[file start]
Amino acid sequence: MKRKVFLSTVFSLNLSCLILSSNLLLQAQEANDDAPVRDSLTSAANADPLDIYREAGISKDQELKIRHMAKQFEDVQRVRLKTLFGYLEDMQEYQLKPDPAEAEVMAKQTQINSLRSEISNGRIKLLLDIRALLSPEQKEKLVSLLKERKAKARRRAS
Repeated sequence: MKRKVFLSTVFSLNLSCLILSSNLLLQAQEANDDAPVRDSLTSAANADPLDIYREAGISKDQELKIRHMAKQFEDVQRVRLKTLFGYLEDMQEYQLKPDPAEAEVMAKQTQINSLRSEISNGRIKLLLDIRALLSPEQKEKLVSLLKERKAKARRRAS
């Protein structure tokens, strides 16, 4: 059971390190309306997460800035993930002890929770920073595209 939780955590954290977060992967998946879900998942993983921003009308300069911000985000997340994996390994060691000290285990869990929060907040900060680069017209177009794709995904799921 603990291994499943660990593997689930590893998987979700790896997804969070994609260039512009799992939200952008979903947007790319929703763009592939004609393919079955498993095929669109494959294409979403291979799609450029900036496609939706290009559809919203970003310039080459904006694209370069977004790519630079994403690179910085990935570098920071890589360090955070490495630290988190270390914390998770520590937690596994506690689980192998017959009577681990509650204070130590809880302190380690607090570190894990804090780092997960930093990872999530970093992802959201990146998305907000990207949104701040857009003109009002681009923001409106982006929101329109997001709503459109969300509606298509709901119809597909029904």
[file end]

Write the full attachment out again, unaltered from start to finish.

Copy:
Amino acid sequence: MKRKVFLSTVFSLNLSCLILSSNLLLQAQEANDDAPVRDSLTSAANADPLDIYREAGISKDQELKIRHMAKQFEDVQRVRLKTLFGYLEDMQEYQLKPDPAEAEVMAKQTQINSLRSEISNGRIKLLLDIRALLSPEQKEKLVSLLKERKAKARRRAS
Repeated sequence: MKRKVFLSTVFSLNLSCLILSSNLLLQAQEANDDAPVRDSLTSAANADPLDIYREAGISKDQELKIRHMAKQFEDVQRVRLKTLFGYLEDMQEYQLKPDPAEAEVMAKQTQINSLRSEISNGRIKLLLDIRALLSPEQKEKLVSLLKERKAKARRRAS
């Protein structure tokens, strides 16, 4: 059971390190309306997460800035993930002890929770920073595209 939780955590954290977060992967998946879900998942993983921003009308300069911000985000997340994996390994060691000290285990869990929060907040900060680069017209177009794709995904799921 603990291994499943660990593997689930590893998987979700790896997804969070994609260039512009799992939200952008979903947007790319929703763009592939004609393919079955498993095929669109494959294409979403291979799609450029900036496609939706290009559809919203970003310039080459904006694209370069977004790519630079994403690179910085990935570098920071890589360090955070490495630290988190270390914390998770520590937690596994506690689980192998017959009577681990509650204070130590809880302190380690607090570190894990804090780092997960930093990872999530970093992802959201990146998305907000990207949104701040857009003109009002681009923001409106982006929101329109997001709503459109969300509606298509709901119809597909029904």